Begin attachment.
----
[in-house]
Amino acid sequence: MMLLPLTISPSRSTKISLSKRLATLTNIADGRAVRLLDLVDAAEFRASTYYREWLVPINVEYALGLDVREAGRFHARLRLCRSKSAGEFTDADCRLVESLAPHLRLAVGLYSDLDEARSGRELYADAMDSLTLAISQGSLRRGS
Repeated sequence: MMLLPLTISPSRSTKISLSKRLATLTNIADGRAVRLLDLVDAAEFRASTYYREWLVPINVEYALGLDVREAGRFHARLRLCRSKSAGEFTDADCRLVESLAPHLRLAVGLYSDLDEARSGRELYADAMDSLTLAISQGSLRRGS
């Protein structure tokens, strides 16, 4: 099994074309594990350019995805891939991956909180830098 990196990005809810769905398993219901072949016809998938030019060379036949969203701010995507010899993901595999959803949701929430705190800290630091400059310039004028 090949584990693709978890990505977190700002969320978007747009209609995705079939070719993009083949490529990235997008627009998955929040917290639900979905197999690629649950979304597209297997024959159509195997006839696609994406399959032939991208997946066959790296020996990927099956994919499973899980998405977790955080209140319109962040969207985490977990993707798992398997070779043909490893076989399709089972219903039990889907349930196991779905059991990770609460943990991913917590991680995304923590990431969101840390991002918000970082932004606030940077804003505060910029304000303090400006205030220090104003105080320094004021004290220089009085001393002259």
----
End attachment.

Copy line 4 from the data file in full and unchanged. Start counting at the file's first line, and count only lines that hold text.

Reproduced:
């Protein structure tokens, strides 16, 4: 099994074309594990350019995805891939991956909180830098 990196990005809810769905398993219901072949016809998938030019060379036949969203701010995507010899993901595999959803949701929430705190800290630091400059310039004028 090949584990693709978890990505977190700002969320978007747009209609995705079939070719993009083949490529990235997008627009998955929040917290639900979905197999690629649950979304597209297997024959159509195997006839696609994406399959032939991208997946066959790296020996990927099956994919499973899980998405977790955080209140319109962040969207985490977990993707798992398997070779043909490893076989399709089972219903039990889907349930196991779905059991990770609460943990991913917590991680995304923590990431969101840390991002918000970082932004606030940077804003505060910029304000303090400006205030220090104003105080320094004021004290220089009085001393002259």